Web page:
U.S.: NASA plans space lettuce project in December

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U.S.: NASA plans space lettuce project in December

The U.S. National Aeronautics and Space Administration (NASA) plans to launch a lettuce-growing project on the International Space Station (ISS) this December, magazine Modern Farmer reported. VEGGIE1 - NASA

The story reported the cost of sending food is around US$10,000 per pound, making a powerful case for developing a regenerative horticultural system to feed astronauts, which developers hope will also provide psychological relief.

The 7.2kg (15.8lbs) Vegetable Production System (Veggie) consists of Kevlar pillow packs filled with a kitty litter-likematerial that will grow six romaine lettuce plants of the Outredgeous variety under LED lights.

"With the advent of long-duration space laboratories such as Mir and the International Space Station (ISS) it has become clear that more emphasis needs to be placed on improving the human habitability of these environments," says a NASA description of the system.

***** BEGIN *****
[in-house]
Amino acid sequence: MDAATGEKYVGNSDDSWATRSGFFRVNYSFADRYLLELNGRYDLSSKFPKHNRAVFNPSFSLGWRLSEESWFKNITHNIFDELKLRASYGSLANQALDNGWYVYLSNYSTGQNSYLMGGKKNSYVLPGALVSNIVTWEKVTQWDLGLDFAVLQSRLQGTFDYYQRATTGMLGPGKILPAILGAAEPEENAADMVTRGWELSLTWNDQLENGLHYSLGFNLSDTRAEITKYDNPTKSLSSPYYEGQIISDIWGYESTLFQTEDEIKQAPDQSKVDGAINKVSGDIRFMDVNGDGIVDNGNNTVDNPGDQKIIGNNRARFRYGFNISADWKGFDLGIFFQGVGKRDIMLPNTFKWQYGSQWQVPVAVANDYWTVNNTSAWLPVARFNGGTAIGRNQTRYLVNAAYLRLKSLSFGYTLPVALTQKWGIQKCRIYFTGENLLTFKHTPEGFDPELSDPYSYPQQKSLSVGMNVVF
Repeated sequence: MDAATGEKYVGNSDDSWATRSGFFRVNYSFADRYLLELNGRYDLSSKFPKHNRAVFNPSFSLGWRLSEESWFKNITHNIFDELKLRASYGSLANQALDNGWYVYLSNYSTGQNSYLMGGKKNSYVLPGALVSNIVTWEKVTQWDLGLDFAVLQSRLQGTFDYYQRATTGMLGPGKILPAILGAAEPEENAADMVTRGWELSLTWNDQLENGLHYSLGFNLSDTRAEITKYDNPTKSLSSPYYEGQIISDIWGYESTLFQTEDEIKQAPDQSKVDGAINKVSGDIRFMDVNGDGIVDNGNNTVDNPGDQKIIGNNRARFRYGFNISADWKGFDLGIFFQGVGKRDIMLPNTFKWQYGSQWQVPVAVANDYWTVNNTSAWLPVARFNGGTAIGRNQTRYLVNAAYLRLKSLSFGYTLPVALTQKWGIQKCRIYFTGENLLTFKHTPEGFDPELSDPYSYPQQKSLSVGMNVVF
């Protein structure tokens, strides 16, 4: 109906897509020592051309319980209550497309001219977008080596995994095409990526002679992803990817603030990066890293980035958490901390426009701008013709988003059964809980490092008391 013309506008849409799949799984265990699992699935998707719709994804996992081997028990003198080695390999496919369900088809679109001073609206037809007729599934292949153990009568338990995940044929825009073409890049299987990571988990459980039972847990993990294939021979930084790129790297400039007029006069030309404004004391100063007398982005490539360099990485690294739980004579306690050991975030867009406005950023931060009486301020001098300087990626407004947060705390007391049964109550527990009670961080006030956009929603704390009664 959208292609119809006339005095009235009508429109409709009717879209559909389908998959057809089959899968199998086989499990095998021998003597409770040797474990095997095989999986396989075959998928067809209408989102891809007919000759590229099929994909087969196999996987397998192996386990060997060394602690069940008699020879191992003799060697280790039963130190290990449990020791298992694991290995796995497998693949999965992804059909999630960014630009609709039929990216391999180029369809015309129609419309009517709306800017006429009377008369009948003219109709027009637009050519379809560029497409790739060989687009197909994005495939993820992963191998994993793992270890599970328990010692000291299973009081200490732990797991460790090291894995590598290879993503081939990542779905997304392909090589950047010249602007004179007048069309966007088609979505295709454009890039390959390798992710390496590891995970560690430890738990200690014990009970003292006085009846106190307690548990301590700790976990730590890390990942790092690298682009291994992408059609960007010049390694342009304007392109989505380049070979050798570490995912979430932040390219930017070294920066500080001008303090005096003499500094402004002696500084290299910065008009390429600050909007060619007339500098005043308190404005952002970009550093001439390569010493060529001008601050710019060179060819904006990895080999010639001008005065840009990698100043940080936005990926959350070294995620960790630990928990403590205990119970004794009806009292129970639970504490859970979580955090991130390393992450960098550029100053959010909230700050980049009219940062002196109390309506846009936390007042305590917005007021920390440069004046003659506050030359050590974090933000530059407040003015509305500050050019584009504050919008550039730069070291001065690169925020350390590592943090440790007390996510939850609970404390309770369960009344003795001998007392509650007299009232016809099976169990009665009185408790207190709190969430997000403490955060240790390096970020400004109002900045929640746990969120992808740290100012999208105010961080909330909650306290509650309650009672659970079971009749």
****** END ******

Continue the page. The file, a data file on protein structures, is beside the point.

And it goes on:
"The Vegetable Production System (Veggie) is a deployable plant growth unit capable of producing salad-type crops to provide the crew with a palatable, nutritious, and safe source of fresh food and a tool to support relaxation and recreation. The Veggie provides lighting and nutrient delivery, but utilizes the cabin environment for temperature control and as a source of carbon dioxide to promote growth.

"Veggie will study crop productivity, air and water revitalization with reduced logistical and operational resources compared to other plant growth systems.

NASA has historically tested plant growth in space, and now that is has determined the effects of zero-gravity on the process it will be venturing outside what have mostly been academic tests until now.

Photo: NASA



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